The following four snippets are from The Guardian
Issue 52, Winter 2007 (New Zealand)
21There's no stopping the richer getting even richer
The City of London can now boast to have 27 hedge fund traders in the top 100 list of the world's top earners.
Noam Gottesman and Pierre Lagrange were each estimated to have gained - you can't actually say earned - between $530 million and $700 million last year. This, of course, is chicken feed for 33 years old John Arnold who grossed at Houston based Centaurus Energy between $2,100 million and $2,800 million by gambling on natural gas prices.
Needless to say the money of foreign millionaires and City workers pushed the price of London's luxury homes to a new record in March. If you don't have $14 million to spend on a house or $7 million on a flat in London, try Auckland- it's cheaper.
The International Monetary Fund has now classified Britain as a tax haven. Many of the British born rich are non-domiciled for tax purposes and live part of the year abroad while wealthy foreigners from abroad live in the country, but are not domiciled for tax purposes and pay little or no tax. Those ordinary people who were born and live in Britain pay higher tax rates than the rich who are possibly rich because they pay little tax.
– from (part of) Whitmill’s World – Colin J Whitmill
So our government wants us to be the first sustainable State, and a very fashionable aim too, in view of the new climate of change. Unfortunately the Prime Minister seems blissfully unaware that an economy that aims for economic growth is by definition not sustainable, and the Finance Minister equally unaware that a money system run for profit by a private banking oligopoly has a built-in unsustainability.
The baseline for any such move towards stability has been almost totally eroded over the last twenty years. While the economy has been constantly talked up by the disciples of the new right, our trade deficit continues apace, our corporates flee to their larger market of Australia, and high interest rates, an overvalued exchange rate, balance of payments difficulties, are only countered by overseas borrowing and a largenumber of wealthy immigrants escaping the worst of the West. Not a good starting point for a clean, green future!
Or are they under the same false impression as the Greens, that the environment can be dealt with in isolation from the fiscal world? It is noticeable that those who are in thrall to global capitalism, and this includes both major political parties of course, are very happy to welcome these naive environmentalists into the House. A token nod to the ecological world, which the Establishment is happy to endorse. Not so in our case, which for over thirty years (1973 'You and your Environment'edited by George Bryant –Issue 51) has pointed out the need for a change of the socio-economic system in order to have a healthy environment. Needless to say, monetary reformers will never be welcome as long as that apparently democratic Assembly continues to be where the votes of the many are gathered for the nefarious purposes of the few.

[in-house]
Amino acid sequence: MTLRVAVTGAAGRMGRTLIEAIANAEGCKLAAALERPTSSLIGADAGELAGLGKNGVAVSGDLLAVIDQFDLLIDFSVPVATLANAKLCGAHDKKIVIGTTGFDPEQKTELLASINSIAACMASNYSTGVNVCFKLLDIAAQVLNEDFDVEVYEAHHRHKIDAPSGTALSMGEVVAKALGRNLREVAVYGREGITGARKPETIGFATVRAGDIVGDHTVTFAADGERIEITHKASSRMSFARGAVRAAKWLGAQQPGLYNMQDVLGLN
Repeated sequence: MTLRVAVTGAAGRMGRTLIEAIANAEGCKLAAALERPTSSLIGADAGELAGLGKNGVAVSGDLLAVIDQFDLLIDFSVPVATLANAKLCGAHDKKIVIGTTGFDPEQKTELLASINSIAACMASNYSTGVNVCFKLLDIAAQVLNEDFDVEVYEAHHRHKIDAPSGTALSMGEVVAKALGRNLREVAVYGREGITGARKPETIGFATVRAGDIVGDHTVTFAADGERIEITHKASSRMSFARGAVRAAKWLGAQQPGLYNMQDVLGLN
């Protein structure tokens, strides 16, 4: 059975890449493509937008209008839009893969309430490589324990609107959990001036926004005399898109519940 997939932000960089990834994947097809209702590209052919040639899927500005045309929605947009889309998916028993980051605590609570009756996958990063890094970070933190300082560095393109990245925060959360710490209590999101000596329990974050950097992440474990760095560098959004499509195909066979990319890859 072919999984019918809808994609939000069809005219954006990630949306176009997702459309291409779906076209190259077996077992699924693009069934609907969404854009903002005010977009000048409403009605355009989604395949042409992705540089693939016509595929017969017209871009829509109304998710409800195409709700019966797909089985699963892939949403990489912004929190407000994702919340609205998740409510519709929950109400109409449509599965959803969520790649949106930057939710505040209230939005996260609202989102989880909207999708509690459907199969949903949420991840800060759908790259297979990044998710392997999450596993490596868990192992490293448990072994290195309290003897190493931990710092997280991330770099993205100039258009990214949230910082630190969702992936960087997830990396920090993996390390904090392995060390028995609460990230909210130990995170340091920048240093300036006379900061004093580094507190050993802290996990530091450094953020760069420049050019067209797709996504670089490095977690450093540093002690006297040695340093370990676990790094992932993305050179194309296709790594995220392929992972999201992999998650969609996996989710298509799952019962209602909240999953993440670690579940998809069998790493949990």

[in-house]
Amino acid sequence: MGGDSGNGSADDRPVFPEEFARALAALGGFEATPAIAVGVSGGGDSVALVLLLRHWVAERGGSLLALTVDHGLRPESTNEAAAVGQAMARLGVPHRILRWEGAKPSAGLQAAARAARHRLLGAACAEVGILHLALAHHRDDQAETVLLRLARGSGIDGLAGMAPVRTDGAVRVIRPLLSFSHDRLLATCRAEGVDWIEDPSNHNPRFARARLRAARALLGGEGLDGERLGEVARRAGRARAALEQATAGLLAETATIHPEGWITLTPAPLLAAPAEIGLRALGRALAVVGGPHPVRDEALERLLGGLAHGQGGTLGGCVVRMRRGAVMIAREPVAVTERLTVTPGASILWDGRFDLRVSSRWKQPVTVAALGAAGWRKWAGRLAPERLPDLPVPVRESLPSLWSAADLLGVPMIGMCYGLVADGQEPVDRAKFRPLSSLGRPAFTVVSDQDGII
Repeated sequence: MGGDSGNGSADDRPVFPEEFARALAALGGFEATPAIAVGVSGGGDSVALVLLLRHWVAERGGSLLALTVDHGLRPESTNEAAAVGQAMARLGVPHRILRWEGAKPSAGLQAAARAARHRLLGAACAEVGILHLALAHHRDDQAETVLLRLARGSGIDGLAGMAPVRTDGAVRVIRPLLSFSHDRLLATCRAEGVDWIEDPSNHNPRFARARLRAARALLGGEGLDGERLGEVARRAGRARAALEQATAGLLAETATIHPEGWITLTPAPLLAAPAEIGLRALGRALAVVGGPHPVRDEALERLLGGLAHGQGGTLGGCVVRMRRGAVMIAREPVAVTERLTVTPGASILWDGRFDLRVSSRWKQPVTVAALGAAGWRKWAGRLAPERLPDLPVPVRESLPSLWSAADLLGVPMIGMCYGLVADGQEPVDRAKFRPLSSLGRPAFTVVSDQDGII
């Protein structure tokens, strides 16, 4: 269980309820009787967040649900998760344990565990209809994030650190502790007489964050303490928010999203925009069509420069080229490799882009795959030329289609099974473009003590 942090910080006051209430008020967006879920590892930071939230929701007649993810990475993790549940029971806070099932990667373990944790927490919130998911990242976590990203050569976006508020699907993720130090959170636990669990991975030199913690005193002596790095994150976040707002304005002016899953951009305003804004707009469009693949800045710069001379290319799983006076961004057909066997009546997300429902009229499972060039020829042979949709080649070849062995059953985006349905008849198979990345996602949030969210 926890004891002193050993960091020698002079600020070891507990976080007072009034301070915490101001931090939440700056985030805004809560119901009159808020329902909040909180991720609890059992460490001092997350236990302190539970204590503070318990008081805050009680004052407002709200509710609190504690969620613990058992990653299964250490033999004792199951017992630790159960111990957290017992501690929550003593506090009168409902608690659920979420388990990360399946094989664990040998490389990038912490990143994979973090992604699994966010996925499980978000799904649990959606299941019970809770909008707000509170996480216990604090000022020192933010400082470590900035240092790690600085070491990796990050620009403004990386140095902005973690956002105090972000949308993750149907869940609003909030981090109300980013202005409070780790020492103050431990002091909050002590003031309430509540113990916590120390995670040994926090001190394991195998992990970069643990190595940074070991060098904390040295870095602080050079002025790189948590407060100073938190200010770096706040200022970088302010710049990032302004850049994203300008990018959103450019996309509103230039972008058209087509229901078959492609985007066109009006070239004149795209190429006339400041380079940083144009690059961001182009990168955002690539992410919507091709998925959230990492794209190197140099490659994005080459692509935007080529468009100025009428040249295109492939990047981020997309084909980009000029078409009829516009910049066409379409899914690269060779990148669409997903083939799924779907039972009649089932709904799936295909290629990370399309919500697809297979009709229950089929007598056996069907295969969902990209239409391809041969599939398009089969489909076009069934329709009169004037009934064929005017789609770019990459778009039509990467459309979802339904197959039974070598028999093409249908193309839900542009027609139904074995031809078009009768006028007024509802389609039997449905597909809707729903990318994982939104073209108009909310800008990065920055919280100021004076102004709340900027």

Dick Ryan of Kerikeri is a former Royal Navy and Royal New Zealand Navy officer, Director of the Commission for the Future, and former Democratic Deputy Leader and Spokesperson for Defence and Foreign Affairs. He is a past Director for the QE 11 National Trust and currently an advisory Trustee of The Prince's Trust N.Z.
President Hugo Chavez has announced that he would formally pull Venezuela out of the World Bank and the International Monetary Fund, since the nation has already cancelled its debts to the lending institutions. "We will no longer have to go to Washington, neither to the IMF nor the World Bank, not to anyone", he said, "We will ask them to return what they owe us", referring to Venuezuela's recent repayment of debts to the World Bank five years ahead of schedule which saved the country $US8 million ($NZ10.93 million). A day earlier, Mr Chavez told a meeting of allied leaders that Latin America would be better off without the World Bank or the IMF, blaming their lending policies for perpetuating poverty.
Associated Press 2/5/07
The citizens of the ancient Devon town of Totnes in the U.K. plan to grow and protect their economy by issuing the town's own currency. Totnes used to issue its own money and one side of the Totnes Pound is a facsimile of an 1810 Totnes bank note, with a ledger on the back . 300 "Totnes Pounds" are in circulation. Local businessmen accept the notes as legal tender and every time they change hands the transaction is recorded. The idea is to see how the money circulates, with a view to running a full-on alternative currency. People can exchange national currency for local at a 10% mark-up. For 20 pounds sterling you receive 22 Totnes pounds, boosting spending power by 10% and doing the local economy a favour into the bargain.
Source: NZ Listener 26/5/07